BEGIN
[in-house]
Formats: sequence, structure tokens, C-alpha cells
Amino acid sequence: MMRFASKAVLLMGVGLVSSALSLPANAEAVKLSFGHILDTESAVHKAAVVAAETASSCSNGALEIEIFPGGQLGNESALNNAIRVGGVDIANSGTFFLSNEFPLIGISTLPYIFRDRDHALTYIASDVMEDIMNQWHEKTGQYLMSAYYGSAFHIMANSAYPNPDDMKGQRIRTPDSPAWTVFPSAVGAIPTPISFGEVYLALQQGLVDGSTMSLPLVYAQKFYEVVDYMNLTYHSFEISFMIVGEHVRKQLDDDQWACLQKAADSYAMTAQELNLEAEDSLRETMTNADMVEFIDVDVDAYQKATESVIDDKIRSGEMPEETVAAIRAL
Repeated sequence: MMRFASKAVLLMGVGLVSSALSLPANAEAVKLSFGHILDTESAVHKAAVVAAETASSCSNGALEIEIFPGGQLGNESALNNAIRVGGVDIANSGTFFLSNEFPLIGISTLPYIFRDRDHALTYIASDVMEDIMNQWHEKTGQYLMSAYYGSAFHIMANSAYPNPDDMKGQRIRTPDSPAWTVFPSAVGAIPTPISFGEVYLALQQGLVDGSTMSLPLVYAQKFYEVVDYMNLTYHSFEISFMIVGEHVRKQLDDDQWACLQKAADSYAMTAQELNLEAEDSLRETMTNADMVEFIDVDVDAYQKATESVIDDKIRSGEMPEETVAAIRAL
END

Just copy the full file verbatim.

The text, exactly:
[in-house]
Formats: sequence, structure tokens, C-alpha cells
Amino acid sequence: MMRFASKAVLLMGVGLVSSALSLPANAEAVKLSFGHILDTESAVHKAAVVAAETASSCSNGALEIEIFPGGQLGNESALNNAIRVGGVDIANSGTFFLSNEFPLIGISTLPYIFRDRDHALTYIASDVMEDIMNQWHEKTGQYLMSAYYGSAFHIMANSAYPNPDDMKGQRIRTPDSPAWTVFPSAVGAIPTPISFGEVYLALQQGLVDGSTMSLPLVYAQKFYEVVDYMNLTYHSFEISFMIVGEHVRKQLDDDQWACLQKAADSYAMTAQELNLEAEDSLRETMTNADMVEFIDVDVDAYQKATESVIDDKIRSGEMPEETVAAIRAL
Repeated sequence: MMRFASKAVLLMGVGLVSSALSLPANAEAVKLSFGHILDTESAVHKAAVVAAETASSCSNGALEIEIFPGGQLGNESALNNAIRVGGVDIANSGTFFLSNEFPLIGISTLPYIFRDRDHALTYIASDVMEDIMNQWHEKTGQYLMSAYYGSAFHIMANSAYPNPDDMKGQRIRTPDSPAWTVFPSAVGAIPTPISFGEVYLALQQGLVDGSTMSLPLVYAQKFYEVVDYMNLTYHSFEISFMIVGEHVRKQLDDDQWACLQKAADSYAMTAQELNLEAEDSLRETMTNADMVEFIDVDVDAYQKATESVIDDKIRSGEMPEETVAAIRAL